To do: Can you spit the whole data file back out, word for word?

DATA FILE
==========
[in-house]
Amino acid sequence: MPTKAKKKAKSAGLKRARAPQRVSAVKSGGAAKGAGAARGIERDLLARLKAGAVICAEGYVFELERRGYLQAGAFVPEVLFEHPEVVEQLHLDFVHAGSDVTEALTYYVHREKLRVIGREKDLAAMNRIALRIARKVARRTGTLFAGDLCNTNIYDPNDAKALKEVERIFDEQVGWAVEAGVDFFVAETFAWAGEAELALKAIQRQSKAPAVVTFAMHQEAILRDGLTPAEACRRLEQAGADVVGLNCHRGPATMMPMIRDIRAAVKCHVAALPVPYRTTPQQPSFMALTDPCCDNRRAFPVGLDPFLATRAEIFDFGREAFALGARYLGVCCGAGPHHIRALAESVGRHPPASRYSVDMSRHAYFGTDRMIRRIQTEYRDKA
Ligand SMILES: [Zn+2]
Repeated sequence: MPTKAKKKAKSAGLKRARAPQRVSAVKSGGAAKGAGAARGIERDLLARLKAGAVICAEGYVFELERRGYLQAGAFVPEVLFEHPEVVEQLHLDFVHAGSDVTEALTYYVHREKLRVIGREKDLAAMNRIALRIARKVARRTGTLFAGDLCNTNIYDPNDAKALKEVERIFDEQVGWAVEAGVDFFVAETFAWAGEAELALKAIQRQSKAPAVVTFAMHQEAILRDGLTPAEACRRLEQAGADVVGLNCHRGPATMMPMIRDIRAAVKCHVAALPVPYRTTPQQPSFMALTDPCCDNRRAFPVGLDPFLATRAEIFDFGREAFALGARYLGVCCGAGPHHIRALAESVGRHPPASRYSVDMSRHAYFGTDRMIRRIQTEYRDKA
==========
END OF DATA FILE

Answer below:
[in-house]
Amino acid sequence: MPTKAKKKAKSAGLKRARAPQRVSAVKSGGAAKGAGAARGIERDLLARLKAGAVICAEGYVFELERRGYLQAGAFVPEVLFEHPEVVEQLHLDFVHAGSDVTEALTYYVHREKLRVIGREKDLAAMNRIALRIARKVARRTGTLFAGDLCNTNIYDPNDAKALKEVERIFDEQVGWAVEAGVDFFVAETFAWAGEAELALKAIQRQSKAPAVVTFAMHQEAILRDGLTPAEACRRLEQAGADVVGLNCHRGPATMMPMIRDIRAAVKCHVAALPVPYRTTPQQPSFMALTDPCCDNRRAFPVGLDPFLATRAEIFDFGREAFALGARYLGVCCGAGPHHIRALAESVGRHPPASRYSVDMSRHAYFGTDRMIRRIQTEYRDKA
Ligand SMILES: [Zn+2]
Repeated sequence: MPTKAKKKAKSAGLKRARAPQRVSAVKSGGAAKGAGAARGIERDLLARLKAGAVICAEGYVFELERRGYLQAGAFVPEVLFEHPEVVEQLHLDFVHAGSDVTEALTYYVHREKLRVIGREKDLAAMNRIALRIARKVARRTGTLFAGDLCNTNIYDPNDAKALKEVERIFDEQVGWAVEAGVDFFVAETFAWAGEAELALKAIQRQSKAPAVVTFAMHQEAILRDGLTPAEACRRLEQAGADVVGLNCHRGPATMMPMIRDIRAAVKCHVAALPVPYRTTPQQPSFMALTDPCCDNRRAFPVGLDPFLATRAEIFDFGREAFALGARYLGVCCGAGPHHIRALAESVGRHPPASRYSVDMSRHAYFGTDRMIRRIQTEYRDKA